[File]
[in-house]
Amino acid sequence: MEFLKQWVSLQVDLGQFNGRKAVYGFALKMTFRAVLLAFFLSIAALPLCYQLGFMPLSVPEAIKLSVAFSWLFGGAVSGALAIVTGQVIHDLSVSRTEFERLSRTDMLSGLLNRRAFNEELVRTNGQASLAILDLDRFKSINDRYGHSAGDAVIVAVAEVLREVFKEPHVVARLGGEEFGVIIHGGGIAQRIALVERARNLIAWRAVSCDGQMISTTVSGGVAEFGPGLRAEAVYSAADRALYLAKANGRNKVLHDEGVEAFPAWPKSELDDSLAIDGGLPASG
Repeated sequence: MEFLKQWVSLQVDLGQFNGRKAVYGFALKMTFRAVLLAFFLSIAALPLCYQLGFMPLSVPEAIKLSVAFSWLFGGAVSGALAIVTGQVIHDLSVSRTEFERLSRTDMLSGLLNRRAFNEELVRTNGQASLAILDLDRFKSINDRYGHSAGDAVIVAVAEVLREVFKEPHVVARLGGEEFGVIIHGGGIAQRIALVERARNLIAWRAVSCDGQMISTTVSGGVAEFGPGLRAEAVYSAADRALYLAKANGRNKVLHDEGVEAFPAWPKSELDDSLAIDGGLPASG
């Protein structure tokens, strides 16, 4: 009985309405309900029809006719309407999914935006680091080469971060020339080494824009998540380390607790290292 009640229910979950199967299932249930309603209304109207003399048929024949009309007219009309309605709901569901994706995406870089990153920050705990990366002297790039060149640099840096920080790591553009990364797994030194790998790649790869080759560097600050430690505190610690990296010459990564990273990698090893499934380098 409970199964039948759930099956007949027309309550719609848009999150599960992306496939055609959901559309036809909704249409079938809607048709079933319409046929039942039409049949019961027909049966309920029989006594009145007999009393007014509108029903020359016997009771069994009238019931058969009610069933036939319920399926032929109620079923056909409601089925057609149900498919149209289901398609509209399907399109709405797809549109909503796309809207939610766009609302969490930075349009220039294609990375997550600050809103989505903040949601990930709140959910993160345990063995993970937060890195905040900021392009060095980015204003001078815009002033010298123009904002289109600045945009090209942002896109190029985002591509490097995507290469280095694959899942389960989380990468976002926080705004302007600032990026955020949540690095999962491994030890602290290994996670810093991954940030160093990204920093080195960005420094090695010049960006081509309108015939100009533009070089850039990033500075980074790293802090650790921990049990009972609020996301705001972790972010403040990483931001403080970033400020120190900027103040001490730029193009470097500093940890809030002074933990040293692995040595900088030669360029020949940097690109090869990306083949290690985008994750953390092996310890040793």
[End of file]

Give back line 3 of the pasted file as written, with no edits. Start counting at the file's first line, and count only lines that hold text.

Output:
Repeated sequence: MEFLKQWVSLQVDLGQFNGRKAVYGFALKMTFRAVLLAFFLSIAALPLCYQLGFMPLSVPEAIKLSVAFSWLFGGAVSGALAIVTGQVIHDLSVSRTEFERLSRTDMLSGLLNRRAFNEELVRTNGQASLAILDLDRFKSINDRYGHSAGDAVIVAVAEVLREVFKEPHVVARLGGEEFGVIIHGGGIAQRIALVERARNLIAWRAVSCDGQMISTTVSGGVAEFGPGLRAEAVYSAADRALYLAKANGRNKVLHDEGVEAFPAWPKSELDDSLAIDGGLPASG